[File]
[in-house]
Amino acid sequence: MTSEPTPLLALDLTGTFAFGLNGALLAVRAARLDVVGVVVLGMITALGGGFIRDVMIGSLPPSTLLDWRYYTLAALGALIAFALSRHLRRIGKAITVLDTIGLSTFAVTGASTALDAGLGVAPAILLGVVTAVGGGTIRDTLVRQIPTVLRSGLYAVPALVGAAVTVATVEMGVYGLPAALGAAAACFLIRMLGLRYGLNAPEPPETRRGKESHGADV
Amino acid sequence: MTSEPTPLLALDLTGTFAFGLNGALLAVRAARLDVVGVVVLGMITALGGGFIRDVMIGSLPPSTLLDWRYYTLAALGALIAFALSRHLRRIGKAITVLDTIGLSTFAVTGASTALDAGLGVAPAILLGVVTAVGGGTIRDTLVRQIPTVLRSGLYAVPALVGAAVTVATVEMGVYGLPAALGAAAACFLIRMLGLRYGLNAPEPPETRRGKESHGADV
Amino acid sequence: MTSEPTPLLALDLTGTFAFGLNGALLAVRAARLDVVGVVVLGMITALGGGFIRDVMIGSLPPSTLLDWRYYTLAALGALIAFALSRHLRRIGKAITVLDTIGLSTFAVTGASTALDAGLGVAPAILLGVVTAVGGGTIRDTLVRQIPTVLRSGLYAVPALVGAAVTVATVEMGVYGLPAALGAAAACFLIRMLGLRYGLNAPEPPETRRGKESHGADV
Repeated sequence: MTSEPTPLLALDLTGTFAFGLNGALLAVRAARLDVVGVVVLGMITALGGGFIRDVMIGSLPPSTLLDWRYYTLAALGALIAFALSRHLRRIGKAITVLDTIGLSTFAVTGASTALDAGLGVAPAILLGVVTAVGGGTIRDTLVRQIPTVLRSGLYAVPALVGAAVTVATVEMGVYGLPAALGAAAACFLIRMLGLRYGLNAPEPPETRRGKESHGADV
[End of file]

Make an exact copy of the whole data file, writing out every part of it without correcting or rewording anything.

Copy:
[in-house]
Amino acid sequence: MTSEPTPLLALDLTGTFAFGLNGALLAVRAARLDVVGVVVLGMITALGGGFIRDVMIGSLPPSTLLDWRYYTLAALGALIAFALSRHLRRIGKAITVLDTIGLSTFAVTGASTALDAGLGVAPAILLGVVTAVGGGTIRDTLVRQIPTVLRSGLYAVPALVGAAVTVATVEMGVYGLPAALGAAAACFLIRMLGLRYGLNAPEPPETRRGKESHGADV
Amino acid sequence: MTSEPTPLLALDLTGTFAFGLNGALLAVRAARLDVVGVVVLGMITALGGGFIRDVMIGSLPPSTLLDWRYYTLAALGALIAFALSRHLRRIGKAITVLDTIGLSTFAVTGASTALDAGLGVAPAILLGVVTAVGGGTIRDTLVRQIPTVLRSGLYAVPALVGAAVTVATVEMGVYGLPAALGAAAACFLIRMLGLRYGLNAPEPPETRRGKESHGADV
Amino acid sequence: MTSEPTPLLALDLTGTFAFGLNGALLAVRAARLDVVGVVVLGMITALGGGFIRDVMIGSLPPSTLLDWRYYTLAALGALIAFALSRHLRRIGKAITVLDTIGLSTFAVTGASTALDAGLGVAPAILLGVVTAVGGGTIRDTLVRQIPTVLRSGLYAVPALVGAAVTVATVEMGVYGLPAALGAAAACFLIRMLGLRYGLNAPEPPETRRGKESHGADV
Repeated sequence: MTSEPTPLLALDLTGTFAFGLNGALLAVRAARLDVVGVVVLGMITALGGGFIRDVMIGSLPPSTLLDWRYYTLAALGALIAFALSRHLRRIGKAITVLDTIGLSTFAVTGASTALDAGLGVAPAILLGVVTAVGGGTIRDTLVRQIPTVLRSGLYAVPALVGAAVTVATVEMGVYGLPAALGAAAACFLIRMLGLRYGLNAPEPPETRRGKESHGADV